By Josiah Wilmoth
When most people first learn about Metronome — a new cryptocurrency developed by Bitcoin pioneer Jeff Garzik — their attention is usually first captured by its ability transcend blockchains. However, equally as important is Metronome’s approach to blockchain governance — a topic to which many cryptocurrency users devote too little attention.
Why Blockchain Governance Matters
Blockchain governance, as defined by Metronome’s developers, is the “way(s) in which a community that built and manages the project defines that community’s explicit and customary norms.”
In most early cryptocurrency projects, developers prioritized engineering over governance, which made sense since they were largely experimenting with a new technology. However, Bloq believes that, over a multi-decade or century time-frame, governance is equally — if not more — important to a cryptocurrency’s durability.
To date, most cryptocurrencies have been governed either by a “benevolent dictator for life” or a highly-influential group of core developers to whose judgment the community almost always defers.
Jeff Garzik, an early Bitcoin developer who now serves as CEO of blockchain technology firm Bloq, told Strategic Coin that these types of governance structures create systemic risk.
Development teams can disagree about how best to approach a particular problem — scaling the network to accommodate more users, for instance — leading to fractures within the community and uncertainty about the project’s future.
A “benevolent dictator,” on the other hand, may abandon a project unexpectedly, dealing a mortal blow to its future — and the value of investors’ assets.
Metronome: a Self-Governing Cryptocurrenecy
Having seen the detrimental effects of these governance structures appear and reappear throughout cryptocurrency’s nearly decade-long history, Bloq consciously designed Metronome so that it would be self-governing — and have as few developer touch-points as possible.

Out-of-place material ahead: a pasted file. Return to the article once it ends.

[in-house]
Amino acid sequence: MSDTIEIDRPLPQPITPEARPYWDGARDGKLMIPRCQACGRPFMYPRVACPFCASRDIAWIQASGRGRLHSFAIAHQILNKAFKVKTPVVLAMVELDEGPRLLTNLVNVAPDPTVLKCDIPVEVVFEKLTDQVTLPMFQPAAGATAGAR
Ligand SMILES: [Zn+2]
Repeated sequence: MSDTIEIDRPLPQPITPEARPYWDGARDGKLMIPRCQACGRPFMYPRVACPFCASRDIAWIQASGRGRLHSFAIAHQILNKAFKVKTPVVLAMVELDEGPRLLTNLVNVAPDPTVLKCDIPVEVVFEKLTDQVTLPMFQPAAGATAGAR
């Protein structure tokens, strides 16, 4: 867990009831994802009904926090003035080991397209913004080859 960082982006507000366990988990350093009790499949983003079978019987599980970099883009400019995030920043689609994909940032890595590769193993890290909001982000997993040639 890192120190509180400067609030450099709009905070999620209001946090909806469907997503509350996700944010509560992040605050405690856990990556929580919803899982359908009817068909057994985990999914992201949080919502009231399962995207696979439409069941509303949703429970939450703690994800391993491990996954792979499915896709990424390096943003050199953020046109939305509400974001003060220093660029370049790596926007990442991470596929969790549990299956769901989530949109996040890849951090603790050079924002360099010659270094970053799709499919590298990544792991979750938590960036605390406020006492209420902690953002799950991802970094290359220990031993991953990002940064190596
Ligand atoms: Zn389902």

“You don’t have an ongoing development team for Metronome, because it’s launched on day one as an autonomous machine,” Garzik said during a phone interview.
Metronome — which rides on top of other blockchains rather than existing in its own isolated network — is managed by a series of immutable smart contracts that no one can alter — not even Bloq.
Because Metronome does not have its own blockchain, there is no need for ongoing protocol development; this limits the potential for infighting over specific development proposals — the types of conflicts that have caused contentious divorces in both the Bitcoin and Ethereum communities.
The loser in these messy breakups is always the user, which Bloq believes is one reason institutional investors have been hesitant to allocate meaningful portions of their assets into cryptocurrencies.
“Being locked to a single blockchain means that you’re tied to the drama associated with that blockchain. You have only one way to escape — and that’s to sell,” Garzik explained,” and “selling, in turn, is a taxable event.”
Metronome, however, runs concurrently on multiple blockchains, and users can easily move their MTN tokens between chains. This ensures that users’ coins are never trapped on a dying network — or one beset with other systemic risks such as miner centralization and developer drama.
If problems do infect an underlying blockchain, users do not need to panic, sell their tokens at a loss, or risk that their assets will become worthless. Instead, they can easily port their MTN to another network by interacting with the system’s smart contracts.
This places users — not developers or miners — in the driver’s seat, and it gives institutions with decade- and century-long time horizons the assurance they need that Metronome will, as its name promises, remain stable over the long-term.
“The blockchain is our railroad, and Metronome is your boxcar. And if there’s a problem with that railroad, then you can switch tracks,” Garzik concluded. “You should have the freedom to choose where your coins go.”
Featured Image from Patheos